Published: June 2010

Dextropropoxyphene withdrawal on 1 August 2010 - a reminder

Prescriber Update 31(2): 11
June 2010

Healthcare professionals are reminded that the consent to distribute dextropropoxyphene containing medicines (Capadex and Paradex) will be revoked on 1 August 2010. From this date it will no longer be legal to sell, distribute or advertise these medicines unless exempted under the Medicines Act 1981.1

This decision follows a review by the Medicines Adverse Reactions Committee (MARC), which concluded that the risks of these medicines outweigh their benefits.2

Medsafe advises prescribers not to start any new patients on Capadex or Paradex. Patients currently taking these medicines should be reviewed at the earliest opportunity.

The Best Practice Advocacy Centre (bpacNZ) has recently issued the following advice for transferring patients from dextropropoxyphene3.

Most patients can be transferred to full doses of paracetamol alone. If pain relief is not sufficient, the next step is to add a weak opioid such as codeine (or use a combined paracetamol/codeine preparation). Alternatively, codeine alone could be trialed.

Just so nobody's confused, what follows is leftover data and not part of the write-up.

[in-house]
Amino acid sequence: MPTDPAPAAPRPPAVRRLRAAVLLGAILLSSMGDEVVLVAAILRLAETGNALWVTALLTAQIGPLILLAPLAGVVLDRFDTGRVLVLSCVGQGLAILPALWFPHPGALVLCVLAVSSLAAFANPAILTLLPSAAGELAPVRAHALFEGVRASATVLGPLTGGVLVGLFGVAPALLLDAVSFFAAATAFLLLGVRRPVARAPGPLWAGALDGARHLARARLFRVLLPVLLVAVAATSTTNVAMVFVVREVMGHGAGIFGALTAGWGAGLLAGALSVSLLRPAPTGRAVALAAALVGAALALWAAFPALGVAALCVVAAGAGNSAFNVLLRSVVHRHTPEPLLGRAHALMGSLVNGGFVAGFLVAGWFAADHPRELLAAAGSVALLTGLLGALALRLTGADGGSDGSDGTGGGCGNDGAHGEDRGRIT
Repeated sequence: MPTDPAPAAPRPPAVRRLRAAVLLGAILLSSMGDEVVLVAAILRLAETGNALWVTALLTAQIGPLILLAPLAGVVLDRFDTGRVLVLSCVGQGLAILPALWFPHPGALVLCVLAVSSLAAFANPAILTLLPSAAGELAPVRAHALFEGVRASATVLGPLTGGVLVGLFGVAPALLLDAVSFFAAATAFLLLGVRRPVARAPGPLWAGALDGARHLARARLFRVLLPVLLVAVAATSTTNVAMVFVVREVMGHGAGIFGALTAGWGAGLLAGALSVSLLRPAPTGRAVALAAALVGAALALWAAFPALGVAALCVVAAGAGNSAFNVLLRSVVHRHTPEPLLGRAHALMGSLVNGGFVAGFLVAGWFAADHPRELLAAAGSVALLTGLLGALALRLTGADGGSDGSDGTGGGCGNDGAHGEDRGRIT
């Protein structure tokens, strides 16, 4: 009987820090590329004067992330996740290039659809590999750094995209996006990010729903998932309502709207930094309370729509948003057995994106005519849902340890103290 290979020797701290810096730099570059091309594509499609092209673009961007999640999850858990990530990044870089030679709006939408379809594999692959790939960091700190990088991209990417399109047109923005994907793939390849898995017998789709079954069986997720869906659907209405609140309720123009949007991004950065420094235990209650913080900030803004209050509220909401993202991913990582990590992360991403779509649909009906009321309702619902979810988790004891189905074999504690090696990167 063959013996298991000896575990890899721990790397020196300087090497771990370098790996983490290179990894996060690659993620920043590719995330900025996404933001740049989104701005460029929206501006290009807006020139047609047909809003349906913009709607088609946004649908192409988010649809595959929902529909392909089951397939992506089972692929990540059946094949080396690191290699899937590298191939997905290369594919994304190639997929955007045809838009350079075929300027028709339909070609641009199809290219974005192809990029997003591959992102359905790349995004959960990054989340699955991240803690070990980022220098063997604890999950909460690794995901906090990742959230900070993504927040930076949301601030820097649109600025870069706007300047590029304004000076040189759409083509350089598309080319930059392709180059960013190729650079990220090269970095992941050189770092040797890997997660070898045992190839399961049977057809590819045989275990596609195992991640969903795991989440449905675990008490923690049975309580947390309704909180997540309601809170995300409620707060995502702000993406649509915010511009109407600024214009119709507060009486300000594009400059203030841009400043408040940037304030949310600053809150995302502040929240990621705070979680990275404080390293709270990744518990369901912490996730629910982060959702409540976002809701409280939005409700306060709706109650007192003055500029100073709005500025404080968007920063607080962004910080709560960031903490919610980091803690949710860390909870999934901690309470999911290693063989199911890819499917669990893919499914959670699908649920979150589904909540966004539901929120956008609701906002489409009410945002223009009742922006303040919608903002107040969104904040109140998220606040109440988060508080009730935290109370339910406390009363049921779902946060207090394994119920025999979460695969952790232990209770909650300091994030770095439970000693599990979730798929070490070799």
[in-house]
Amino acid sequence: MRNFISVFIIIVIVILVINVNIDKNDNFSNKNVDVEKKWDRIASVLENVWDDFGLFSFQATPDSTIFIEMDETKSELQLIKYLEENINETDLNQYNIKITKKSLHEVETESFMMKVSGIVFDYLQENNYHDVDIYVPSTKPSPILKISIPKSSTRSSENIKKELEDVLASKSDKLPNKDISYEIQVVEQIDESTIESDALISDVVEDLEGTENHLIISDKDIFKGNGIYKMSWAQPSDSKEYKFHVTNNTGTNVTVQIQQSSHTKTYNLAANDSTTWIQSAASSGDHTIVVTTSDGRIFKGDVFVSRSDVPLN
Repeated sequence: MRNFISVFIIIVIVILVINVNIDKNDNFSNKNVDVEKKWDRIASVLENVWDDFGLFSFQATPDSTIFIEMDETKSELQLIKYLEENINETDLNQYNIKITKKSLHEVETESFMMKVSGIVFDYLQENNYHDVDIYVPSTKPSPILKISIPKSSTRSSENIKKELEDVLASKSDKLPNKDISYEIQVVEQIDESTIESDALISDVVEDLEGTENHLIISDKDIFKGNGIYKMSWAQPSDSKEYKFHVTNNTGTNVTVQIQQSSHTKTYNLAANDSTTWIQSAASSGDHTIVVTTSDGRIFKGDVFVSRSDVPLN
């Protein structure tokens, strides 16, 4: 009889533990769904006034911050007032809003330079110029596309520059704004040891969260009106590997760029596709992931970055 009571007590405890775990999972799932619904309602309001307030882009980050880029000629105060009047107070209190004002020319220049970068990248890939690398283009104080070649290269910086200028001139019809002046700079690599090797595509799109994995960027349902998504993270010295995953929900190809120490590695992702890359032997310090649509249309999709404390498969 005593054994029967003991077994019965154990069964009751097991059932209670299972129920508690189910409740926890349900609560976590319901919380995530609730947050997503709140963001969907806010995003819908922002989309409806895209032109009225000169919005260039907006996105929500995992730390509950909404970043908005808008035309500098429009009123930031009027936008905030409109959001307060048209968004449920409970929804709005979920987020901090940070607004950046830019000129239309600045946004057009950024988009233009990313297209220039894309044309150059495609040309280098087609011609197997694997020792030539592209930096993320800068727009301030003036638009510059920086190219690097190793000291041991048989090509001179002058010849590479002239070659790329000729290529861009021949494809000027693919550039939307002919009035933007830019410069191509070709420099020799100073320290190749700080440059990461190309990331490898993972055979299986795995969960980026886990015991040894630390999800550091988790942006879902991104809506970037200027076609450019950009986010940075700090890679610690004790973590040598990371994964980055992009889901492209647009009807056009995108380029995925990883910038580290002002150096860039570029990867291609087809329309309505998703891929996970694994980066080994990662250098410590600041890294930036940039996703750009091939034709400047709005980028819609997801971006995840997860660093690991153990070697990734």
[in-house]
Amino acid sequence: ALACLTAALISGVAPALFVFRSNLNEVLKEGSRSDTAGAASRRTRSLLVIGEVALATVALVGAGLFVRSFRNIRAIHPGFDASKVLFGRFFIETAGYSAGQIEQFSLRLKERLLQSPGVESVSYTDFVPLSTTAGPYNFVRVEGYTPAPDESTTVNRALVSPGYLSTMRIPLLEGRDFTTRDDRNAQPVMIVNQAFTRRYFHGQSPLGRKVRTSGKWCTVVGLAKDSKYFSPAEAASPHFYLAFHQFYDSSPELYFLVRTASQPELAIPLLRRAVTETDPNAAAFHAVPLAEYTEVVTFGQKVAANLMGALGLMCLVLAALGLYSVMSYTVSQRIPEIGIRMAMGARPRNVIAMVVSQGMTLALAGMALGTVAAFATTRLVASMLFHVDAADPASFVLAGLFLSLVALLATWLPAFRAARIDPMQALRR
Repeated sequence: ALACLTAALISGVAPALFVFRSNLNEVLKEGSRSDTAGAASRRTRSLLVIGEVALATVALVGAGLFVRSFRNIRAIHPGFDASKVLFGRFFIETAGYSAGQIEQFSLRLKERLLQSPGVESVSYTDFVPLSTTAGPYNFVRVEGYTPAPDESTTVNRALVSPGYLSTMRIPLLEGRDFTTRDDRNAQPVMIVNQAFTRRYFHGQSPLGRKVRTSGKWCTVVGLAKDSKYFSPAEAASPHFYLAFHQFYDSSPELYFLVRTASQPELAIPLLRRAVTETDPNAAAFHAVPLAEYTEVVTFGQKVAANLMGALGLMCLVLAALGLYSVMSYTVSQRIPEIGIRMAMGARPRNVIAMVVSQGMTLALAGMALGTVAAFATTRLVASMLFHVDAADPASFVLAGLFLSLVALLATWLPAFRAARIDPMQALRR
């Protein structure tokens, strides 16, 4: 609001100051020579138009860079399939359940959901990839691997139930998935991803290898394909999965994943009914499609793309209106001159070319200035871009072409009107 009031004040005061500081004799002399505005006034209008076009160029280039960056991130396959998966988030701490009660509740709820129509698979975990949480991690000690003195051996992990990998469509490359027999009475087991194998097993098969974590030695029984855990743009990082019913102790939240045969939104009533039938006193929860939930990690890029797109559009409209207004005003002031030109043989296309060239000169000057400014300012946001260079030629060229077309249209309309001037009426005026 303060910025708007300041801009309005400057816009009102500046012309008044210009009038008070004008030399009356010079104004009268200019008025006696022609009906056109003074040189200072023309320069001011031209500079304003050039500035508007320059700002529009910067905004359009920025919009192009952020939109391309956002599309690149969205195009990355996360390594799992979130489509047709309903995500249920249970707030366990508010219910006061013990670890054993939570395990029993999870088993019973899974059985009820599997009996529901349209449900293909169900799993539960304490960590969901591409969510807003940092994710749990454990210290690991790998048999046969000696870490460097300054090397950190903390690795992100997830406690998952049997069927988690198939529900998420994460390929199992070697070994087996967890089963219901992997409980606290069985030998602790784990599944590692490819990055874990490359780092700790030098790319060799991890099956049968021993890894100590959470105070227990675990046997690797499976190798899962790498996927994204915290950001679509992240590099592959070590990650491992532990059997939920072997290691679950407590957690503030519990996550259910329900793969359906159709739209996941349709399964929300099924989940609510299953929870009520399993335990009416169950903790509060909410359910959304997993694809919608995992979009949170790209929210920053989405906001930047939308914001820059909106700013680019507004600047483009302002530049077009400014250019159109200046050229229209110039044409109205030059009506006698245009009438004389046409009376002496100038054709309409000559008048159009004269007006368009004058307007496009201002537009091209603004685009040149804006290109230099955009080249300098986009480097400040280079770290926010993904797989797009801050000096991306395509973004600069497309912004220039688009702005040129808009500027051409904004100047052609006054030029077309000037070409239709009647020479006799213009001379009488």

Oxycodone should not be prescribed in place of dextropropoxyphene unless there has been an inadequate response to a weak opioid. Oxycodone is a strong opioid and is only indicated as an alternative to morphine on step three on the WHO analgesic ladder.

As dextropropoxyphene is a weak opioid it is possible that some patients may experience a withdrawal reaction upon abruptly stopping treatment. Should a patient experience a severe withdrawal reaction advice may be sought from a local alcohol and drug dependency service. Further advice about transferring patients from dextropropoxyphene is planned in the next edition of Best Practice Journal.

From 1 August 2010 Capadex and Paradex can only be legally supplied in New Zealand under the provisions in the Medicines Act 1981 that relate to the supply of unapproved medicines (sections 25 and 29). Further information on the use of unapproved medicines in New Zealand is available from the Medsafe website at:

A copy of Medsafe's risk:benefit review of dextropropoxyphene and a Question and Answer document is available at:

  1. Medsafe. DHCPL dated 26 March 2010. Available at: (Adobe PDF File 76 KB)
  2. MARC minute item for dextropropoxyphene, December 2009. Available at:
  3. bpacNZ. 2010. Dextropropoxyphene containing medicines to be withdrawn. Best Practice Journal. 26: 44.